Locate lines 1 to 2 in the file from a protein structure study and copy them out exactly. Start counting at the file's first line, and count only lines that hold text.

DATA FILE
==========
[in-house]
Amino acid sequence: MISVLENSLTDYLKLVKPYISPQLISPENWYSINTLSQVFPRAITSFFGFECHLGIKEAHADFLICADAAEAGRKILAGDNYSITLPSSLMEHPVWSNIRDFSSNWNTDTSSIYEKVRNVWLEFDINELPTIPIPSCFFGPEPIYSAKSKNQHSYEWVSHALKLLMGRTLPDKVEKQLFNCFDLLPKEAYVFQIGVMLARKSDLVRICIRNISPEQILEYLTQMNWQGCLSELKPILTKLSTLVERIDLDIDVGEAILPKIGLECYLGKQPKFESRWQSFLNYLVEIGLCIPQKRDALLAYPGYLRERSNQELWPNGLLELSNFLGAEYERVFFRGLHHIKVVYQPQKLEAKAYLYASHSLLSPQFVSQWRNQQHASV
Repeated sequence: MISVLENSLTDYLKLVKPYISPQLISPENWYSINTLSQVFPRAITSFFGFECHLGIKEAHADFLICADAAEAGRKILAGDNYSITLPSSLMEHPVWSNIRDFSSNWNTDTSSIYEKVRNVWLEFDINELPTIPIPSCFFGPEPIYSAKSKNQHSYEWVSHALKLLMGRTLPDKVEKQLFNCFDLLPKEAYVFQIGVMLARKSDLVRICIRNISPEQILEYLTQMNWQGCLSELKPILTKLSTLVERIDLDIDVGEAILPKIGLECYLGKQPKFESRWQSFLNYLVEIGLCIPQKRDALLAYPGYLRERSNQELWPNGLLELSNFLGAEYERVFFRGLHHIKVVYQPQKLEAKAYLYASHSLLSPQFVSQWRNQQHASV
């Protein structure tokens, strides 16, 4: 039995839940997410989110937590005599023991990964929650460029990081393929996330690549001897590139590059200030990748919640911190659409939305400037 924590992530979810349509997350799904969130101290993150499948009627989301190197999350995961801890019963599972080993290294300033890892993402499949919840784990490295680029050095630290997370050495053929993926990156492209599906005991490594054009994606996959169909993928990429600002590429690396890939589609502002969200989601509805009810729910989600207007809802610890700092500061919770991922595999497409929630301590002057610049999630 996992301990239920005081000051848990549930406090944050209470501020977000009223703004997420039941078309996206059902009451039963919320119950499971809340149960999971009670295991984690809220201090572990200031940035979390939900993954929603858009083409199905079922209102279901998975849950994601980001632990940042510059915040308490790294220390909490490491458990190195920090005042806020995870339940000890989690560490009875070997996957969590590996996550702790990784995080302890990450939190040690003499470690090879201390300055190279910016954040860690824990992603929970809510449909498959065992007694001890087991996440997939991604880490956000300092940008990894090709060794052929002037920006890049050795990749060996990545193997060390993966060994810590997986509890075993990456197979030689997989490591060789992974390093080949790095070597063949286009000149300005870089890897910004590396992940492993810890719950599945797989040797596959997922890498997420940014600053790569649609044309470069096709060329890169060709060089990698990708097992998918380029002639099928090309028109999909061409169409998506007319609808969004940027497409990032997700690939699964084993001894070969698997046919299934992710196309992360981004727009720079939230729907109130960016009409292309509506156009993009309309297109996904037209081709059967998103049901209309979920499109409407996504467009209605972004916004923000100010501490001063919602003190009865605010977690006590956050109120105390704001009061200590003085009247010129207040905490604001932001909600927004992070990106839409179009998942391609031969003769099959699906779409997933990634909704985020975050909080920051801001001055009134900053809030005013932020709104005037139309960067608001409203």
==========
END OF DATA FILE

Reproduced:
[in-house]
Amino acid sequence: MISVLENSLTDYLKLVKPYISPQLISPENWYSINTLSQVFPRAITSFFGFECHLGIKEAHADFLICADAAEAGRKILAGDNYSITLPSSLMEHPVWSNIRDFSSNWNTDTSSIYEKVRNVWLEFDINELPTIPIPSCFFGPEPIYSAKSKNQHSYEWVSHALKLLMGRTLPDKVEKQLFNCFDLLPKEAYVFQIGVMLARKSDLVRICIRNISPEQILEYLTQMNWQGCLSELKPILTKLSTLVERIDLDIDVGEAILPKIGLECYLGKQPKFESRWQSFLNYLVEIGLCIPQKRDALLAYPGYLRERSNQELWPNGLLELSNFLGAEYERVFFRGLHHIKVVYQPQKLEAKAYLYASHSLLSPQFVSQWRNQQHASV